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We use radio to amplify youth voices across Africa, giving them the skills and tools to speak about their lives


Inspiring Interview with HIV/AIDS and gay rights more.


LGBTI Exhibition creates safe space for more.


Brighton Kaoma from Zambia recognised as a Queens Young more.

Ahead of AIDS 2016, we hand over to some of our CRF interns to share their ideas and opinions on radio, and expectations of the global HIV/AIDS conference that they will be attending in Durban, South Africa from July 18 – 22.

I’m Yolanda Pityoi. I’m a bubbly, friendly, talkative and sometimes shy person. I use my voice to address or open conversations with young people to talk about some of the issues we face as youth. I like talking and listening to people, especially strangers, just to get a different perspective on things. I have this love for teens because they are so clever and honest.

As a young person growing up in a village where there was little access to health care services, I have always been disturbed by how we are so negligent about infectious diseases and viruses that we are exposed to. Now I live in Cape Town and have the opportunity to be involved in that sector, addressing issues...

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Our 16 young reporters from five African countries amplifying youth voices this July at the International AIDS Society Conference – AIDS 2016.

While new HIV infections have declined since 2000, adolescent HIV-related deaths have risen sharply, especially among 15- to 19-year-old males, calling for youth sensitive policies, approaches, and messaging  to better engage those youth who are most at risk.  Operating out of a pop up radio booth on site, our experienced reporters will  have the opportunity to interview leading scientists and policy makers from around the world, and along with other youth in attendance, will develop their own ‘call to action’ for adolescent HIV policy.  They will challenge delegates and experts to engage with them on HIV/AIDS related topics such as stigma, LGBTI issues, treatment and youth-friendly services, bringing a ‘hard talk’ youth angle to this important global...

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As we gear up to our exciting activities at the International AIDS 2016 Conference in Durban in July, we share this inspiring interview that one of our Young Reporters did with Justice Edwin Cameron, who is one of the main plenary speakers at the Conference.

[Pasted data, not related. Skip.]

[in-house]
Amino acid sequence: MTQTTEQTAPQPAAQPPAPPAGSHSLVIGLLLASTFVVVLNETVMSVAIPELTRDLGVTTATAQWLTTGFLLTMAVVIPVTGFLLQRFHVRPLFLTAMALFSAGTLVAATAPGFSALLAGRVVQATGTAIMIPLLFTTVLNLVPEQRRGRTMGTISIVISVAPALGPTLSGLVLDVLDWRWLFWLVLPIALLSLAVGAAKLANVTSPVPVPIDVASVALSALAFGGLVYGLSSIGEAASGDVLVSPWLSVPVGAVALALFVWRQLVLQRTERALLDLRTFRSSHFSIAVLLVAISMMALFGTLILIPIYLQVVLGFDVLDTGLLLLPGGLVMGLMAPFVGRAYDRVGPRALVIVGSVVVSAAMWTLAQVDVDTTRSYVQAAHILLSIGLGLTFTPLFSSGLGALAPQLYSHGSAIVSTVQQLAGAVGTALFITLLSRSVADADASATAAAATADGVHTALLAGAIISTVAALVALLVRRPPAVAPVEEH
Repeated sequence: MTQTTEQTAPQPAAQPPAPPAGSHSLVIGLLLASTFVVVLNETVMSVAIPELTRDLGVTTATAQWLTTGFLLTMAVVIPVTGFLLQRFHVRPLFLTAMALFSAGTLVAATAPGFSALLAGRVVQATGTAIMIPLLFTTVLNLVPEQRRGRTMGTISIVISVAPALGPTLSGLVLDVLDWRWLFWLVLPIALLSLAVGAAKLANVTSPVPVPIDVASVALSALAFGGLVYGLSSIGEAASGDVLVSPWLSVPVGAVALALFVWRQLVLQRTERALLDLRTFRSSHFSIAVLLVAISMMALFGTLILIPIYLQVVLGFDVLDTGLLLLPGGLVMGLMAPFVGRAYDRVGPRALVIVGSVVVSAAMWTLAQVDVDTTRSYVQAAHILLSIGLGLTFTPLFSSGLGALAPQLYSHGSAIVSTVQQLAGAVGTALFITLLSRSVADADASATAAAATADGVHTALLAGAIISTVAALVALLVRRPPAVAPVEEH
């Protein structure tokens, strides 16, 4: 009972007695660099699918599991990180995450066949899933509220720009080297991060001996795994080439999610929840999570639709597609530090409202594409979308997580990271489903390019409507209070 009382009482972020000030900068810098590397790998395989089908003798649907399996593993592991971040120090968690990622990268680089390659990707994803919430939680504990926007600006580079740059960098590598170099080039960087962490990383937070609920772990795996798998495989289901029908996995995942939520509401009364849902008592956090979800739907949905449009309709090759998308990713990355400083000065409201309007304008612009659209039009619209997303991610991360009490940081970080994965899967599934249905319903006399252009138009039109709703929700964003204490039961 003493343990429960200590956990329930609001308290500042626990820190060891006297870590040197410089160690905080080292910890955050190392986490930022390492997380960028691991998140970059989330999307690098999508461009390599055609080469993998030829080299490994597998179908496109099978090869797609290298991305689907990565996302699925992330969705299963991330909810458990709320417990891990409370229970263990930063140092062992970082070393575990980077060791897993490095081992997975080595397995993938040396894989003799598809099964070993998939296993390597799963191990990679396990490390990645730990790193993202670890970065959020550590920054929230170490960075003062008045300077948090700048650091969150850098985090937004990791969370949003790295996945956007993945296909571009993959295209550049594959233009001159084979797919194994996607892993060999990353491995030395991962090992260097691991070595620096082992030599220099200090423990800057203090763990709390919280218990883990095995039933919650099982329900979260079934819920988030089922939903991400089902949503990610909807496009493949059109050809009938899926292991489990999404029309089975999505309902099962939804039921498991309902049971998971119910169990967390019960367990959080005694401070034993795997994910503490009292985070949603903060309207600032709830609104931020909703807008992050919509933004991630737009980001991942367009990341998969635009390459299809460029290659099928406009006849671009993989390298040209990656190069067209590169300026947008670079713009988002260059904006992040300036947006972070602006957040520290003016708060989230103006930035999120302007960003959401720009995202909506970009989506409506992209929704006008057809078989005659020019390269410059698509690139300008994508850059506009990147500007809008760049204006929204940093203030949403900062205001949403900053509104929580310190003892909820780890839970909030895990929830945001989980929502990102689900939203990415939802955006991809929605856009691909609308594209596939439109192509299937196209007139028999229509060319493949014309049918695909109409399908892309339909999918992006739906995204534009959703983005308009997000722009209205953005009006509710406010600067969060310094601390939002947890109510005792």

Justice Cameron is a judge on the Constitutional Court of South Africa, and is a prominent figure in South African gay-rights and HIV/AIDS activism. He was hailed by Nelson Mandela as “one of South Africa’s new heroes”. Cameron was the first, and remains the only, senior South African official to state publicly that he is living with HIV/AIDS.

Gugu Sibanyoni from Alex FM led this interview with Justice Edwin Cameron so eloquently on the topic of being gay and living with HIV and how can we transform the health sector to be youth friendly.

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Our Future Positive project hosted an exhibition in partnership with the American Corners In the Cape on June 15th, ahead of Youth Day in South Africa. Youth perspectives and lively discussions came out of the crowd in response to the youth produced LGBTI stories, photographs and audio slideshows that were featured.

Our CRF reporters, “Leaders in Diversity” tackle issues around LGBTI youth in Cape Town. A team of twelve young reporters participated in a series of on-going training workshops and mentoring sessions over a six-month period at the American Corner, to build their capacity to use radio and audio slideshows as a tool of activism, advocacy, and social justice. The slideshows produced from this process bring out individual and community portraits of LGBTI youth, livelihoods, struggles, and strategies for success.

Young people packed out a room in the Central Library in Cape Town on June 15th to...

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Phindile Mthombeni currently works at a community radio station Emalahleni FM as a Production Assistant, stand-in presenter and a CRF Youth Mentor/Facilitator. This is her story of being part of the CRF team.

Location: Emalahleni, South Africa

I’m a 28 year old young woman born in the far East Rand of Johannesburg. I have one older sister. I was raised by my late grandparents in a very small town in Nigel until I completed my Matric while my mom was still studying. I later moved to Witbank in 2011 after completing my Diploma in Media Studies and Journalism.

How did you get involved with the CRF?

I was approached my Programmes Manager, Mr. Dumisani Matsimbi after Vendaboy, the previous mentor requested to be released from his duties due to his commitments. My name then came up seeing how I related to the youth, and that I would assist them whenever they needed any assistance. At first I was very...

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